Heartland Counties Targeted by Chinese Tariffs on U.S. Crops

By Ross DeVol and Jonas Crews


The impact of China’s recent retaliatory tariff increases on the American Heartland will likely be substantially worse than on the rest of the country. It appears that China surgically targeted these products to place maximum economic and political pressure on the Trump administration. Tariff increases were generally applied to manufactured products and crops, where the bulk of the production is concentrated in the Heartland. The Brookings Institute captured the varied impacts when they looked at the county-level share of employment in tariff-impacted industries and concluded that several of the most exposed counties are in the Midwest and South.1

Unfortunately, the impact on the Heartland will likely be more severe than is indicated based upon employment measures alone. The economic value of crop farming, unlike the value of manufacturing, is not well-described by employment. At least not anymore. In a little over a century, crop farming has gone from mechanical tools propelled by human and animal power to self-driving tractors. From 1900 to 2017, agricultural employment fell from over 11 million people2 to around 2.5 million people,3 while crop acreage was roughly unchanged and crop production increased significantly.4

If employment is not the best measure upon which to estimate the tariff-stricken crops’ local economic impact, what should we use? There are other measures of agricultural output available— but they are too broad; only certain crops have experienced tariff increases. A more precise estimate should be based upon the affected crops’ production value.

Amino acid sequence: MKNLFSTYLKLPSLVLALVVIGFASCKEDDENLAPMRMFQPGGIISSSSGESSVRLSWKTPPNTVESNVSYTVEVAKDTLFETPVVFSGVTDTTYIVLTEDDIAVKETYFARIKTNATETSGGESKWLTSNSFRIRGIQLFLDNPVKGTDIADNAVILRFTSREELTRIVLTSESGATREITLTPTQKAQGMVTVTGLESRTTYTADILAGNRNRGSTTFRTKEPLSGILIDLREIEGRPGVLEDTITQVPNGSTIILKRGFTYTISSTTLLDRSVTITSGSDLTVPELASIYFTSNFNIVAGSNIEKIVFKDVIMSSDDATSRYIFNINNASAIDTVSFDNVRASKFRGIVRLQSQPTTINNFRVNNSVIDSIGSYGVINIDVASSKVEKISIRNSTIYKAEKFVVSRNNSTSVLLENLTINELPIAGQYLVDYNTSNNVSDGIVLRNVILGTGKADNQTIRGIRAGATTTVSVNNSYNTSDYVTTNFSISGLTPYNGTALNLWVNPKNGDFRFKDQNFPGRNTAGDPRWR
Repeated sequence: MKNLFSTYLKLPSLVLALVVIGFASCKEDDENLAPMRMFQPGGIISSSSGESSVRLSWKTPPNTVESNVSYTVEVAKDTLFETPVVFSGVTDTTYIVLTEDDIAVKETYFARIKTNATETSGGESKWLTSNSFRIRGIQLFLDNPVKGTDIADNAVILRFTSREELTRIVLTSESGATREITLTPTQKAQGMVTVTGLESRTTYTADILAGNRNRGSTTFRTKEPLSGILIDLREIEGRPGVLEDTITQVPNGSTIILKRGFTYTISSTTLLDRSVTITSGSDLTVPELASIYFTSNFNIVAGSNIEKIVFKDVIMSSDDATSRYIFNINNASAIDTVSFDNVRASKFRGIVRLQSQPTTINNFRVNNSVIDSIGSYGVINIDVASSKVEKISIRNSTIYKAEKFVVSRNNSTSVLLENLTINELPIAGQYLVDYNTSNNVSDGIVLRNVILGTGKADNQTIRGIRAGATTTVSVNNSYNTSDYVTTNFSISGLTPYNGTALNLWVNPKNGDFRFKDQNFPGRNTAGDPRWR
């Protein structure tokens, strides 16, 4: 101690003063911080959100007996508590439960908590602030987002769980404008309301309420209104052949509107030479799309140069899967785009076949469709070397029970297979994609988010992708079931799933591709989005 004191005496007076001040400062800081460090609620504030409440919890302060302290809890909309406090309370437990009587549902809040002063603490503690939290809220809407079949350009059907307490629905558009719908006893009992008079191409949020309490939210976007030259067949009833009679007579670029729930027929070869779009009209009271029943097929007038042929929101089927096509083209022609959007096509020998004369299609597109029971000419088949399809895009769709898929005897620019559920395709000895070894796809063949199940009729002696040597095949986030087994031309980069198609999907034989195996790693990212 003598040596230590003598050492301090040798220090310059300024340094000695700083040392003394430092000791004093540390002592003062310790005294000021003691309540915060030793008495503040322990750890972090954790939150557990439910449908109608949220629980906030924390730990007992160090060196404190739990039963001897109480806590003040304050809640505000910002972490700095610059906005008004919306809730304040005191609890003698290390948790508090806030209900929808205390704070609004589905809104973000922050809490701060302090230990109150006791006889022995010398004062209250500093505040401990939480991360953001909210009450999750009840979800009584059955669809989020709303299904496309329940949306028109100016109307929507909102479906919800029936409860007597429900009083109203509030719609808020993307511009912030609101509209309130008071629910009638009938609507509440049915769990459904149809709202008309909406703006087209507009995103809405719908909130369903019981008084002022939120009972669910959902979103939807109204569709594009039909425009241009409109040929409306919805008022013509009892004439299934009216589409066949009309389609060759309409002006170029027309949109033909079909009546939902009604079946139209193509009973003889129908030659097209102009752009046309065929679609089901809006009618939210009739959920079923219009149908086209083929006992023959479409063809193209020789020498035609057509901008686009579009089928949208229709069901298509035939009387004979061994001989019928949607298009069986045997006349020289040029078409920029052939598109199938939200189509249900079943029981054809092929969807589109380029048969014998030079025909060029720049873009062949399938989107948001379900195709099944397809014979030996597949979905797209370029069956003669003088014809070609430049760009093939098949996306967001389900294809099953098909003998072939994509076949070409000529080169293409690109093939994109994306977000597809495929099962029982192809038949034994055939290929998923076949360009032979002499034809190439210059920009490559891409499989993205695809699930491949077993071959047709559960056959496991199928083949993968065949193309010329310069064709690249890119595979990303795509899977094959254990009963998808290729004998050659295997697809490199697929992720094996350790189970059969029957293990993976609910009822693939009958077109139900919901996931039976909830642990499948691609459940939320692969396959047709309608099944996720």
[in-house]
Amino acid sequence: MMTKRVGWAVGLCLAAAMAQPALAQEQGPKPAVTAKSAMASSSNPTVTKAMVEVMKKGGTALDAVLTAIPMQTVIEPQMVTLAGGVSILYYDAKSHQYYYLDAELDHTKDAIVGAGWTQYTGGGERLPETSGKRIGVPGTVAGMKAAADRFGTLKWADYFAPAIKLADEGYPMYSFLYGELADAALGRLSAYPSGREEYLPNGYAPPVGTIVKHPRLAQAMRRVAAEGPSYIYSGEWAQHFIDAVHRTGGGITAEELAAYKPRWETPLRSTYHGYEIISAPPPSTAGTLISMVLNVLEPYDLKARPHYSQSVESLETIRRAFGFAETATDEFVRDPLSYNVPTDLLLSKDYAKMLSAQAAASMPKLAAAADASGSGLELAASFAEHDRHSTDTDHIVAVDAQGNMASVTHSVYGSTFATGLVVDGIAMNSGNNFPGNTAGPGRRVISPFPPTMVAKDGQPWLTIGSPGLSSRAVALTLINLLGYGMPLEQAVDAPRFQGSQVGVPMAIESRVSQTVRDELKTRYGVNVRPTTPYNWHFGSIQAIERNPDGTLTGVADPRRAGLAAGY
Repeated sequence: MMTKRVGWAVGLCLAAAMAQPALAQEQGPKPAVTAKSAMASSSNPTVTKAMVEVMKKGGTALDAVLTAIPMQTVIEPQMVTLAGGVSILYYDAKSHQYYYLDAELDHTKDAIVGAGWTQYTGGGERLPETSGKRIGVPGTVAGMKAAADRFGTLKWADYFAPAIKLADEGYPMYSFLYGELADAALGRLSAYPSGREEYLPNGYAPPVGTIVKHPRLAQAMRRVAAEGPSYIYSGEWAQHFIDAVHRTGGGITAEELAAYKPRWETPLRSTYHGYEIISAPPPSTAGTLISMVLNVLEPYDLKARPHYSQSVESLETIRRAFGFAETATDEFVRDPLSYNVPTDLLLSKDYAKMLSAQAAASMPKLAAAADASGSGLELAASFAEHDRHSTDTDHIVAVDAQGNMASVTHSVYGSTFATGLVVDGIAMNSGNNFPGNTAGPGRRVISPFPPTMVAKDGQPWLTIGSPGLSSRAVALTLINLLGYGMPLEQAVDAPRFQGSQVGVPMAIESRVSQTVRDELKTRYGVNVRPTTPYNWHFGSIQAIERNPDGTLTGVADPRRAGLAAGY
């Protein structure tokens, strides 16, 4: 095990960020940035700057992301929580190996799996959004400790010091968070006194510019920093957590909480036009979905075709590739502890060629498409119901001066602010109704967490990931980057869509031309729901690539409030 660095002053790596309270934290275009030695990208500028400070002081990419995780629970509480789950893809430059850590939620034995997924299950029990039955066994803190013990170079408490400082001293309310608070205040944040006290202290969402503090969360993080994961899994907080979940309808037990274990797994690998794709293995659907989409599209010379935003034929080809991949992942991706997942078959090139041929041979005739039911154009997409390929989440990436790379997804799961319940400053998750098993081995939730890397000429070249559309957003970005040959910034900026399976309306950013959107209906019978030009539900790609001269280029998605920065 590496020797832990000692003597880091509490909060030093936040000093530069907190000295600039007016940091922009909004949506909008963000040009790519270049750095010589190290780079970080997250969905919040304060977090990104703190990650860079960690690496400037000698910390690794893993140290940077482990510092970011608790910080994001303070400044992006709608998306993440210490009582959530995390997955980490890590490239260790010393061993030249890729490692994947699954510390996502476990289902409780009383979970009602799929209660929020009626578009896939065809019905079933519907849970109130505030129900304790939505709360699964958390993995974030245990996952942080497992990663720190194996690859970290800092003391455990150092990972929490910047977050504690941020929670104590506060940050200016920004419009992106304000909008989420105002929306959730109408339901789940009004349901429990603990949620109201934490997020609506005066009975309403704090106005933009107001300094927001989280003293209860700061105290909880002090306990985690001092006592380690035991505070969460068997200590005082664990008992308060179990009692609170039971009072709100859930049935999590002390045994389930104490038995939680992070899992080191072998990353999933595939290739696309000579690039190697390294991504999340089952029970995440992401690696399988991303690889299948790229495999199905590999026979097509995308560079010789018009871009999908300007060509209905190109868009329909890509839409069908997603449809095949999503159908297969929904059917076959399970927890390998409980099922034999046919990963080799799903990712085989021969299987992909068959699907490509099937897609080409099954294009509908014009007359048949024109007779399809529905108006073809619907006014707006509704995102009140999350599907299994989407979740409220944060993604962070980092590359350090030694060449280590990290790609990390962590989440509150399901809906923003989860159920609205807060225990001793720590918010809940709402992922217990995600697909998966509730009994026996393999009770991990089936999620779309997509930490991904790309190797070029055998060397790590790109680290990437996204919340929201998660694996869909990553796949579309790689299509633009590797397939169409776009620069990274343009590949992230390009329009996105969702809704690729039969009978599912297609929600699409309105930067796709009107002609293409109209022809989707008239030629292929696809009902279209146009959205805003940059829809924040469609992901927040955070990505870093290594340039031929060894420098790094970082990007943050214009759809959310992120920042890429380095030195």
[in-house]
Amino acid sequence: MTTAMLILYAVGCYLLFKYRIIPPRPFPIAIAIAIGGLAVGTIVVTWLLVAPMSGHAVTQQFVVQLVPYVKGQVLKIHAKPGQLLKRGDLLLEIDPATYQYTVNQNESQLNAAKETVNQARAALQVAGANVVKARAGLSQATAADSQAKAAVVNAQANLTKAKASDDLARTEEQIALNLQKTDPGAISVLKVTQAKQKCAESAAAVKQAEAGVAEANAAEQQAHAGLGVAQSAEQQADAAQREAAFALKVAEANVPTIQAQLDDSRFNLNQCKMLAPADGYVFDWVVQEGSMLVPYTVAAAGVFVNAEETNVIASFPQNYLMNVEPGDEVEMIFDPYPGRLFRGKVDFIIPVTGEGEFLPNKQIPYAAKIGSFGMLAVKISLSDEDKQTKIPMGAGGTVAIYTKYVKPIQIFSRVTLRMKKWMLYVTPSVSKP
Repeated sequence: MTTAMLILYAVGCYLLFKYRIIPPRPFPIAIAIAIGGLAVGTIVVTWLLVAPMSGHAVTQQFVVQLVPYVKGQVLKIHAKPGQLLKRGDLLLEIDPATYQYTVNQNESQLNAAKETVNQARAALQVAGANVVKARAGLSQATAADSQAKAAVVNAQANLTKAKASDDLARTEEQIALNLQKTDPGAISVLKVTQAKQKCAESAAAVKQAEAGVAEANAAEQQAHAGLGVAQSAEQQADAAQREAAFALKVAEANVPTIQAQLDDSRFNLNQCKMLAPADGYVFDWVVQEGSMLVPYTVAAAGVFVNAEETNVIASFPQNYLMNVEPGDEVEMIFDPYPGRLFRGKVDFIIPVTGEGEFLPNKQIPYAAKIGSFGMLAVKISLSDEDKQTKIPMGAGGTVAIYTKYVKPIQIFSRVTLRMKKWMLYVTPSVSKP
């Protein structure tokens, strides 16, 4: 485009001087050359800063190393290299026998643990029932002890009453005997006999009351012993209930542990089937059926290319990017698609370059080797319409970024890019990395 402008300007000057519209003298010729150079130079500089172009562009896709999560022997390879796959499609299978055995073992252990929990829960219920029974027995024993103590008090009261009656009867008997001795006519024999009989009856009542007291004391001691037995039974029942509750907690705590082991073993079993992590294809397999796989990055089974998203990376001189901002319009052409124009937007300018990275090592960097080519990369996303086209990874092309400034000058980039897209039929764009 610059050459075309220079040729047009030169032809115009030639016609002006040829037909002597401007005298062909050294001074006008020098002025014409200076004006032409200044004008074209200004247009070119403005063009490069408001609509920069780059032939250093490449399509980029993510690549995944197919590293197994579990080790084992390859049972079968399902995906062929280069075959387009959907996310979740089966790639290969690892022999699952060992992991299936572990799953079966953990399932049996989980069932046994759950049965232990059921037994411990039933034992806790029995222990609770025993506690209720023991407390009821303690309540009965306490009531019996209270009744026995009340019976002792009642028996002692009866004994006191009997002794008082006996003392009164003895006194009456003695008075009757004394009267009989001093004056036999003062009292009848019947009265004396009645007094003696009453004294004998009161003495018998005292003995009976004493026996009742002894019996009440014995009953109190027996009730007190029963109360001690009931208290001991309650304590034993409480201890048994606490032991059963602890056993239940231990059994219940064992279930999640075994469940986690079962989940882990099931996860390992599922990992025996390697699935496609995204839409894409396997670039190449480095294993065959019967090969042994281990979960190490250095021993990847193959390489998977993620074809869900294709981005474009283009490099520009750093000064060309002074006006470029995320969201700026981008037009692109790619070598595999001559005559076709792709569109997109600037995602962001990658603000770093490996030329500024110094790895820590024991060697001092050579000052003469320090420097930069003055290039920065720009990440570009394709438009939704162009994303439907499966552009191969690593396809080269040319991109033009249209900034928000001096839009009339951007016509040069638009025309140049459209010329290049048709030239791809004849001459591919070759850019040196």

Arguably the five most severely affected crops—corn, cotton, rice, soybeans, and wheat—have been subjected to additional 25 percent tariffs by China. These crops are of interest, not only because of their production value in the U.S., but due to the high proportion that China imports. In 2017, Chinese imports of U.S. soybeans equaled 27 percent of U.S. soybean production. The second largest foreign consumer of U.S. soybeans was Mexico, at just three percent.5 China was also the second largest importer of U.S. cotton in 2017, and was a top-10 importer of U.S. corn and wheat.6 It was not until 2017 that an agreement started the process to allow U.S. farmers to export rice to China for the first time, but the U.S. has been expected to play a major role in supplying China with the grain when trade begins. The need to find alternative markets for would-be exports to China have already pushed commodity prices lower and will, therefore, harm farm incomes for all U.S. farmers of these crops, not just the farmers whose crops were bound for China.